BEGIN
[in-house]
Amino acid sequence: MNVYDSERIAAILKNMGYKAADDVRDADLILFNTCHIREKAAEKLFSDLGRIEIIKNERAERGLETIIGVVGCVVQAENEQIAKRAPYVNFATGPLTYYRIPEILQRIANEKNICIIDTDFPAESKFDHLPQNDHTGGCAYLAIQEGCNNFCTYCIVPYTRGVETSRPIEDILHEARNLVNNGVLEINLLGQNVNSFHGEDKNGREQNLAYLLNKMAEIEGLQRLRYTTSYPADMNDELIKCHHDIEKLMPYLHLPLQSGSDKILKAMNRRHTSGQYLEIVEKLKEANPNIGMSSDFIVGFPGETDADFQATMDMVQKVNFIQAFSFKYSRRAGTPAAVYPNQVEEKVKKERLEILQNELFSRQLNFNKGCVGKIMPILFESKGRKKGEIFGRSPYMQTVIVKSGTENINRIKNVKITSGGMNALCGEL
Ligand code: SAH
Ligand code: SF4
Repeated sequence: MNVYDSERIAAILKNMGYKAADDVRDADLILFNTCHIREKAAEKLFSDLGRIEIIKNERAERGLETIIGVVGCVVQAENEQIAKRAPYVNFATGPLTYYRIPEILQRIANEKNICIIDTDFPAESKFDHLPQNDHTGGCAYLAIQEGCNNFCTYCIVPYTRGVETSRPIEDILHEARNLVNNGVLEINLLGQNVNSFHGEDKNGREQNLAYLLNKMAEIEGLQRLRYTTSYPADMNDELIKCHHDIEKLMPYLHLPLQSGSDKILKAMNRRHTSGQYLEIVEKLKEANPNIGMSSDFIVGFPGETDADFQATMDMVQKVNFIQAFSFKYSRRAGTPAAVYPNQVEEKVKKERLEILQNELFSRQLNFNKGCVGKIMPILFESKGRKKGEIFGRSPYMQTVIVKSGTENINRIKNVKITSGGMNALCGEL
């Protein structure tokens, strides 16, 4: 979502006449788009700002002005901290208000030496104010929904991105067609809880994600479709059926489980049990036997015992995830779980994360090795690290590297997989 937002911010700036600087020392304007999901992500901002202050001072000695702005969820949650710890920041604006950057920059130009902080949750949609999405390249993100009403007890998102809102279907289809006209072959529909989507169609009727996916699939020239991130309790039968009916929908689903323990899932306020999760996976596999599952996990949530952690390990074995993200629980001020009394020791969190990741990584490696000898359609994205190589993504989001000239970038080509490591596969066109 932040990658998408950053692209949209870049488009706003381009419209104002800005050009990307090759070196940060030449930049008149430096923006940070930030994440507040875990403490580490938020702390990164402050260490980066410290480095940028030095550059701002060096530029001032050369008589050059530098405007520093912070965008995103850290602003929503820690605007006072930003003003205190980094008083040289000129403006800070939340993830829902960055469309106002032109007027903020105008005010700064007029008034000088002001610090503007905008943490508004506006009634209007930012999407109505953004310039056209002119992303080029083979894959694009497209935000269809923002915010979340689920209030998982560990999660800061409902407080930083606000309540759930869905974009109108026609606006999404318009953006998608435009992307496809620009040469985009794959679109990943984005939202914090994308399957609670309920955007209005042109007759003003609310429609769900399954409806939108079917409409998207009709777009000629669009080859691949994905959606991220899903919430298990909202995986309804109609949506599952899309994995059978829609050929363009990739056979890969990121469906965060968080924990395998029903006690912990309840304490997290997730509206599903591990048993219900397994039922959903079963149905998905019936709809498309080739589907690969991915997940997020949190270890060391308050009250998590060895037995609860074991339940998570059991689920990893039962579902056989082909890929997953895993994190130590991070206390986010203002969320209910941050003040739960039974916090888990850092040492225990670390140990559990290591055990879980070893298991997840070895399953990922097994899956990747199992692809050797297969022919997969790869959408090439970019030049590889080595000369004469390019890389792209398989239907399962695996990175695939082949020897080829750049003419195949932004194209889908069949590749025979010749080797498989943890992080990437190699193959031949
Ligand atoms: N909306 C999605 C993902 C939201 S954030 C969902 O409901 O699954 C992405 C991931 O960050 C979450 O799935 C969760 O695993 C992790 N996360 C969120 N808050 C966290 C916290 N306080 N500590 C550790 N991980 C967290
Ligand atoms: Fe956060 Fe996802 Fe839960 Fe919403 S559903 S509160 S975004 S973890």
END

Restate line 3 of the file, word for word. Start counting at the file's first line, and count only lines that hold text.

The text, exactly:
Ligand code: SAH